CEI's feasibility evaluation of an innovative youth justice approach has just been published by the Youth Endowment Foundation. SHiFT aims to support children and young people (aged approximately 11-25) who are caught in a destructive cycle of crime, to reduce reoffending and improve wellbeing.
Our evaluation, informed by implementation science models including the Consolidated Framework for Implementation Research, assessed the early implementation and feasibility of SHiFT and how the SHiFT approach and its implementation could be strengthened.
The study found that SHiFT was feasible to implement and was reaching the intended group of young people. The approach had high acceptability to stakeholders, particularly for its potential for flexible, creative, child-centred working that was not constrained by standard service remits such as service thresholds or age and geographical boundaries. It was well aligned with local cultures, values and priorities, and with wider strategic directions in youth justice, and the available evidence indicated that the intended practices were being used.
Designed by a group of social innovators, the programme is delivered by Practices of trained Guides with backgrounds in youth justice, social work, education, and youth work. Practices are hosted by organisations that partner with SHiFT (often Local Authorities) and Guides work as ‘insider-outsiders’ to maximise their potential for high impact working and system change. The SHiFT programme seeks to deliver highly flexible, creative, intensive, child-centred personal support, doing 'whatever it takes to help children and young people (up to the age of 25).
One of SHiFT’s four Co-Founders was Sophie Humphreys OBE, who also instigated the Pause programme which works with women who have experienced, or are at risk of, repeat removals of children from their care, providing intensive support to break this cycle. SHiFT uses the same 'Breaking Cycles' approach, aiming to find the 'hook' that is a young person's motivation to stop offending, building a therapeutic relationship, tailoring support to the young person, and showing persistence in helping them to move forward to a different future.
YEF funded a feasibility study of early implementation of SHiFT in two pilot sites (where Host Organisations for the Practices were both Local Authorities) in London. SHiFT Guides are employed by the Host Organisation, and are supported by the SHiFT national team to help to ensure that the principles and innovative practices of SHiFT are followed.
Our project with SHiFT began with a series of workshops with the national team to develop a detailed logic model setting out assumptions about how SHiFT works, which we supported with some targeted dives into published evidence. The workshops also pinned down the specific impacts for young people that were intended. We researched available validated measures relating to those impacts, selected three with the team to be used in SHiFT's data system, and ran a data workshop to troubleshoot challenges in data collection. SHiFT Guides also use an 'Exploration Tool' to identify children's needs, strengths and aspirations and to track changes across seven domains of life.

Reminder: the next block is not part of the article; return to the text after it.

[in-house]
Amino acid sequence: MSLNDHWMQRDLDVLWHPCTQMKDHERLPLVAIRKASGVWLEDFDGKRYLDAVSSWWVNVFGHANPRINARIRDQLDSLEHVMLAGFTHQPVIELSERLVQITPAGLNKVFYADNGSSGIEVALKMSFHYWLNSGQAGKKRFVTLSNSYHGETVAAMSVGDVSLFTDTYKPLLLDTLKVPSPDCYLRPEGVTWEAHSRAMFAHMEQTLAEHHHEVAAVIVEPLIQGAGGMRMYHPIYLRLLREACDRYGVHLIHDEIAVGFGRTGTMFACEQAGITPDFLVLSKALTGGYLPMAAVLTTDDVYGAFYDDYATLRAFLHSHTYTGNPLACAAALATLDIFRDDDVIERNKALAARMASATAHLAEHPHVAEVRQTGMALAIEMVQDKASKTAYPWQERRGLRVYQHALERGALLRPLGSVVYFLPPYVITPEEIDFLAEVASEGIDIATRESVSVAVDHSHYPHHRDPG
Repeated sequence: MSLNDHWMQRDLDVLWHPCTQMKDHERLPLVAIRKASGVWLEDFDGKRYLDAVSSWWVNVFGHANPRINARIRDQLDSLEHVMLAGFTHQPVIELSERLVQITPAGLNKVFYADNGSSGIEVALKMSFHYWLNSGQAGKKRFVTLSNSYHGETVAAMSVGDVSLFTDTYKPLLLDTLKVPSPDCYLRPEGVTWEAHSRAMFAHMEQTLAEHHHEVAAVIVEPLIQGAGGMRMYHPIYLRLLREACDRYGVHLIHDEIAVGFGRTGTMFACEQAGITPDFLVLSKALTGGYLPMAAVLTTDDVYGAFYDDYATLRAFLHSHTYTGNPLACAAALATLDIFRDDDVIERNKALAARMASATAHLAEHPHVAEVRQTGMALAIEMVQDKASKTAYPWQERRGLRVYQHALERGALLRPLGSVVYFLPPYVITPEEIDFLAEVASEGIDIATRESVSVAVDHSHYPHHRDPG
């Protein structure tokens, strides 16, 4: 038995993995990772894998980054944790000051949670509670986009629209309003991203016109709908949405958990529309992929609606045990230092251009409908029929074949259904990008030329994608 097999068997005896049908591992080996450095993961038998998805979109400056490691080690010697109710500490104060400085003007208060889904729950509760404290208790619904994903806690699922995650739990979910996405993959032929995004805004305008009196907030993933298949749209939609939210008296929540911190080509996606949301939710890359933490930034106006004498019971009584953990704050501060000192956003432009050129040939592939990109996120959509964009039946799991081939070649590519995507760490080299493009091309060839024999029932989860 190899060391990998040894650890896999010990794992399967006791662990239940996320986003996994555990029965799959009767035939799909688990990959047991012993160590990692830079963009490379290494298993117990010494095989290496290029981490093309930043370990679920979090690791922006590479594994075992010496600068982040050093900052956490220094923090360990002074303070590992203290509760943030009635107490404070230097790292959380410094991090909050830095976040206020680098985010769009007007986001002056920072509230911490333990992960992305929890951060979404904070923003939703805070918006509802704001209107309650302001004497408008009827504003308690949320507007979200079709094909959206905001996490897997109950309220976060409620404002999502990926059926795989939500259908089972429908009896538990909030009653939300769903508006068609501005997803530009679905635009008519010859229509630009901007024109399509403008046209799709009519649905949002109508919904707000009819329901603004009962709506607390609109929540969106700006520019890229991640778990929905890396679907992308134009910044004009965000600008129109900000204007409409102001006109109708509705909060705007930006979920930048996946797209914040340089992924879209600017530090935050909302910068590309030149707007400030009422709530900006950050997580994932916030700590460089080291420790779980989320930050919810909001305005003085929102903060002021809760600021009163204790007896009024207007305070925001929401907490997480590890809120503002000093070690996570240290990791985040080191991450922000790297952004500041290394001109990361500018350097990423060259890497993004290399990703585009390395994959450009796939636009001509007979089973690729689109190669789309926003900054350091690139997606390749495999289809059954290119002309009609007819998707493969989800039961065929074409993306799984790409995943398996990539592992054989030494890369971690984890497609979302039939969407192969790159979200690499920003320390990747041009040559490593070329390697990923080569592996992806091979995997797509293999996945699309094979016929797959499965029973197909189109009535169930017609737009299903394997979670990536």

The early evaluation highlighted the importance of pre-implementation planning to ensure SHiFT is well supported by the Host Organisation's infrastructure (policies, practices, decision-making forums, management systems etc.) and is positioned clearly within the local service systems. This is challenging to get right in operating models where staff are employed locally but working to a model that is 'held' by a central team - and where the approach is intended to constructively disturb and challenge the existing system. We recommended establishing an implementation team in each site, representing functions across local Host Organisation and national SHiFT team, to lead pre-planning, and to assess and plan strategies for readiness.
The flexibility of the model made it difficult to have a clear and consistent narrative of how SHiFT is differentiated from, and adds value to, services as usual. This was being addressed with a further specification of the practice model, more training for SHiFT Guides, and more engagement and clearer communication with local services.
We were glad to have the opportunity to work alongside SHiFT in the evaluation, and we look forward to seeing the future development of this approach - in an area of work where child-centred and effective innovation is much needed.
Smith, S, Mann, G & Lewis, J. 2022. Evaluation Report: SHiFT Feasibility Study, Centre for Evidence and Implementation.